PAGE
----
Underberg tastes like the crushing weigh of reality. You think the truth is going to be liberating, then you taste it, and you are aware of your face twisting into a cringe as your remind yourself that you chose to do this.
Underberg tastes like having to grow up too fast. It tastes like your parents telling you that you have to move out, and you have no idea what you're going to do to pay the bills. It tastes like the moment you have to give up on all the warm fuzzy dreams that have been nurtured in your tender highschool heart, and are shoved out into the gladiatorial arena of the real world.
It is the ground rushing to meet your face when you fall.
|The desert of the real.|
The harsh light of Underberg is the shopping mall make-up area: its bright glare exposes all your physical imperfections, all your flaws. A swarm of salespeople are descending on you, with samples. Like a pack of wolves, with samples to hide all your imperfections.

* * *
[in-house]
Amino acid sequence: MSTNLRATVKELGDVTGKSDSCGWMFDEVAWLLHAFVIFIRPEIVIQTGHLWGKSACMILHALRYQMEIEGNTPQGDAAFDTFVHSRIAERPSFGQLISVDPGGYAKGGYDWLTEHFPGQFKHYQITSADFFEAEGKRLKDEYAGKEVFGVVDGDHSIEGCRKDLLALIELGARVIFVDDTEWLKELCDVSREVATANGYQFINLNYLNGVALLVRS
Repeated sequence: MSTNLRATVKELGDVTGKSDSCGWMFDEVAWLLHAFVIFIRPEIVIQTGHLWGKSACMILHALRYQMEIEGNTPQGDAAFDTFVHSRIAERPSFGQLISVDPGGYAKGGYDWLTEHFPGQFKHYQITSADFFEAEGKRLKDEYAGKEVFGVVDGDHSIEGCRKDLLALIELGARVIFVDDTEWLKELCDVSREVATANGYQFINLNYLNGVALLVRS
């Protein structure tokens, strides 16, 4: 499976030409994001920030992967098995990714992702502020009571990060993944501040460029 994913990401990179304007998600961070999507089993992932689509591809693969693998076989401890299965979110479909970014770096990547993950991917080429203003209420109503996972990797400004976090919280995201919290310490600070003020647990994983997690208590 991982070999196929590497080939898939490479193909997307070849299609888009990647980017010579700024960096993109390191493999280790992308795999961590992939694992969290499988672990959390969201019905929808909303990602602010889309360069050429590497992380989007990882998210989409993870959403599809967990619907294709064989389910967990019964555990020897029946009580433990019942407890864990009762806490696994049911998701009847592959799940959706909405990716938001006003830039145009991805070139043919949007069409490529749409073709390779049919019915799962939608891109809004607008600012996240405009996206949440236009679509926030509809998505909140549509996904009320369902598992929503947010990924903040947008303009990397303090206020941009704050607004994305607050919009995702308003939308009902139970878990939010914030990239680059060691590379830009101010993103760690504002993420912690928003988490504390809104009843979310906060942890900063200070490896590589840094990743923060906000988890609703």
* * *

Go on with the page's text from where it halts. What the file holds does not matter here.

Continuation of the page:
You think you can change the world, and Underberg tastes like a reminder that you cannot. That you are not the first person to think you can make the world a better place, and you will not be the last. Underberg puts its hand on the back of your neck and gives it a playful squeeze, "Good effort."
Underberg knows that the human condition is war. Not just filthy trenches in Normandy full of bodies, but in civilized society. In board rooms, in factories, in classrooms, we are at war with each other with such insane horrifying ferocity that Underberg wonders why the world doesn't rip itself apart, like a seagull that just ate an alka-seltzer. Underberg surveys the horizons of the third world, literally on fire, and sighs. This will be our horizon soon enough.
As a sommelier, being a part of a good meal is something that I truly feel contributes to the sanity of the world. I feel like helping deliver a memorable restaurant experience is one of the most aggressive things I can do to help move the world in a better direction.
Underberg is a good drink to have after a good meal, because it is a reminder that you are stepping out of the restaurant, and back into battle.